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Why Does the Music Industry Hate CDs and Cassettes Right Now?

After MRC published its data for the first half of 2021, I almost did a backflip. The day is here. CD sales are UP 2.2% in the US, with 18.9 million units sold. In the UK, CDs are up 26.6%. That is HUGE! Why isn't anybody talking about this?

I found an article from SDE that caught my attention: Abba's new album, Voyage. Their latest, long-awaited album has hit #1 on the UK charts, with 204,000 UK sales in its first week. However, if you look at most articles available, not ONE mentions their CD sales. However, they ensure that everyone knows 29,000 vinyl records sold in their first week. Vinyl and more vinyl. Why is the CD not mentioned? Only one outlet covered the CD sales, Now Spinning Magazine in the UK, which produced 148,471 copies in the first week and 4,205 copies on cassette. CDs outsold vinyl by a ridiculous amount.

Why isn't that stated?

It's more evidence of the music industry trying to ignore the continued success of the CD format. The album had "the biggest opening week of any album in four years," That achievement has nothing to do with streaming; it's nothing to do with vinyl but has everything to do with CD sales. Yet, the press release and follow-up articles say nothing about it. Quite frustrating, to say the least.

I have been campaigning for the relevance and resurgence of CDs for quite some time now. I want music listeners to realize there is more to consuming music than just lossy streaming or the vinyl fad. This goes for Cassettes; Cassettes have seen an enormous jump in sales over the last couple of years. Artists like Abba, Lady Gaga, The Weeknd, the Biebs, Selena Gomez, and Dua Lipa — have all released cassette tapes of their newest albums.


What's the sudden draw for physical media to re-enter the mainstream music scene?

The artists quickly realize that there is a massive cash grab that the music streaming services aren't providing, and they and the record companies want to capitalize.

Cassette Tapes are now more widely available than in decades and are now arriving in a higher-quality form. Recording The Masters manufacture bulk tape and blank cassettes that use a ferric oxide construction to rival the quality of now-extinct chromium dioxide tapes that defined the format's glory days. The company now produces 30,000 cassettes per month, up from just 9,000 per month in 2019. That's more than triple in just two years.

Where is the intrigue for dated physical media coming from?

Scott Register of ThinkIndie believes the cassette form has several levels of appeal. He told flood magazine, "For certain generations, it's nostalgia. For younger ones, everything old is new again, and there's a cool factor to it. And believe it or not, I know music fans who prefer the analog sound of these cassettes to other mediums."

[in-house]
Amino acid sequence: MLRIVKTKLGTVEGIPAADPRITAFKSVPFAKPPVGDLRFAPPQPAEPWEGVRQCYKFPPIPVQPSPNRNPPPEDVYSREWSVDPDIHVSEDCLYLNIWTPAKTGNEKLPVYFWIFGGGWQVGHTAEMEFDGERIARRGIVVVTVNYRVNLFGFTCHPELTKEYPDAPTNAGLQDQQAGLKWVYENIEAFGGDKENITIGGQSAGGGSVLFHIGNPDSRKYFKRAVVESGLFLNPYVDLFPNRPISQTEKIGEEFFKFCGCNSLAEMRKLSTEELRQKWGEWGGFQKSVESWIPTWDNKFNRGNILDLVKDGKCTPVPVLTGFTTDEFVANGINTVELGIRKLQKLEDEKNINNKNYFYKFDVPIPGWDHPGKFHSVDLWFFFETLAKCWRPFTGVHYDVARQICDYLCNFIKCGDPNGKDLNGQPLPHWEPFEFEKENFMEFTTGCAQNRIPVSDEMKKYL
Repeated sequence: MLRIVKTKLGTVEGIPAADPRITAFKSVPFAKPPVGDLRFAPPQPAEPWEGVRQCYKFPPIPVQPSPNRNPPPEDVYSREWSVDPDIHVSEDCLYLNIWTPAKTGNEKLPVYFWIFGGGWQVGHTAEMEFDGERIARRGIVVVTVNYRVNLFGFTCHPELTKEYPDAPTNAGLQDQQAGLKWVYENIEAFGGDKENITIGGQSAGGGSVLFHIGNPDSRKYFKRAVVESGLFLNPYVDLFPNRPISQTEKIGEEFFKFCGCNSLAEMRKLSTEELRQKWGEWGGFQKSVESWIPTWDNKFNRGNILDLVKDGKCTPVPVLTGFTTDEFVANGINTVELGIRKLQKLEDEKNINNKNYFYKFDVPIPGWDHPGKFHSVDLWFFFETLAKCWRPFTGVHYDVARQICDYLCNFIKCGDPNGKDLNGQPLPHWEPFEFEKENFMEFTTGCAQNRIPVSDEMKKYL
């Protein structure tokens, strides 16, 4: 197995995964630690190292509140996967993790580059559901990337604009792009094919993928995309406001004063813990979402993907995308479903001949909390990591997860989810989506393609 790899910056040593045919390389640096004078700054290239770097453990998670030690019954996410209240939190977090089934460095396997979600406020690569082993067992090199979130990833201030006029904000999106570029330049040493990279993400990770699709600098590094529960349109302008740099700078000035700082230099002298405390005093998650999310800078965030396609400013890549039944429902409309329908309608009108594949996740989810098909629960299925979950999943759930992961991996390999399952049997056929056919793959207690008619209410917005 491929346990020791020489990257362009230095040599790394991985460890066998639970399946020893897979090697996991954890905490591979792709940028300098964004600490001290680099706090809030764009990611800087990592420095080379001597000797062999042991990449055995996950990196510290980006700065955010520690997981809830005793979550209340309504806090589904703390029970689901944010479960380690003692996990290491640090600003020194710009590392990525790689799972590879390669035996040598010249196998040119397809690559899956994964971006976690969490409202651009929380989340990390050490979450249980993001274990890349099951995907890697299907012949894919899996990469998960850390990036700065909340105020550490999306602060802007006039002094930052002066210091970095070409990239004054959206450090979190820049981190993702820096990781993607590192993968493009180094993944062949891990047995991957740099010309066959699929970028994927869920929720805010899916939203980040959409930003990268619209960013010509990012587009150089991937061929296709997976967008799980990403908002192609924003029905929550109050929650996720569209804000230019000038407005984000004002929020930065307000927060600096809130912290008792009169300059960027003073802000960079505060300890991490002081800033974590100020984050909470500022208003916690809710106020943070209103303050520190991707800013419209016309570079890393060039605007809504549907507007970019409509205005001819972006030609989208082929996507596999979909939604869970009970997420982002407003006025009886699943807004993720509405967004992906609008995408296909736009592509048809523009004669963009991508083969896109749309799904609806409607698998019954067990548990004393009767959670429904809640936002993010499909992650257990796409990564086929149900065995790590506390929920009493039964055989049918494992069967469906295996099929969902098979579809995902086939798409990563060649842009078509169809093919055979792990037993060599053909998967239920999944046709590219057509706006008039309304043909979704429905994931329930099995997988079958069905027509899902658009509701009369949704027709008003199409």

This same sentiment can be relatable to compact discs as well.

We are facing a problem, though. A variety of companies manufacture Turntables/Cartridges, and only a select few focus on CD players; the only source for tape players are crowdfunded projects, small Chinese manufacturers, and the used market. Aside from Tascam and Pyle, who make a rack-mountable version of the cassette deck, who will be the first company to manufacture a new high-quality cassette player? I am curious about who will start the revolution.

Just from studying the numbers, physical media is raging against the machine of music streaming services. Let's be honest; these music streaming services have been hemorrhaging artists out of money for years now because they know they can. Heavy hitters like Lady Gaga and Billie Eilish choosing to release their albums on physical media could be the power play that the streaming services can't ignore and hopefully will respond to by paying a lot more per stream.

Streaming quality is scaling rapidly and is an incredibly convenient way to consume all media like music, podcasts, etc., and so forth. However, you don't own the media. You are renting it, borrowing it at best. You don't have the ceremony of flipping through a CD booklet or a cassette insert.

As Scott Register said, everything old is new again, which we must carefully focus on.

What does this all mean for you, the consumer?

Well, get off your ass and buy all the CDs and Cassettes you can find at your local thrift stores, record shops, eBay, and Discogs, because once this becomes a trend, the price will go up, and once this becomes as viral as the vinyl record resurgence, the price goes ballistic. We are in the infancy of resurrecting the Compact Disc and the cassette; we must make a statement in revenue. However, numbers don't lie, and the numbers are there. We are talking millions of dollars on the table, and it's only a matter of time before someone will grab it first.

There has been a drop in music downloads of 26.8%; if you think about it, would you rather pay for a download and own the digital copy or buy the CD and have the opportunity of owning both formats?

What 2022 will be like for physical media is still unknown; however, 2021 acting as a paradigm shift for the platforms keeps my spirits hopeful. Keeping fingers crossed and shopping carts full will more than guarantee the resurgence's arrival, and the industry can't stop it. It should be embracing it.

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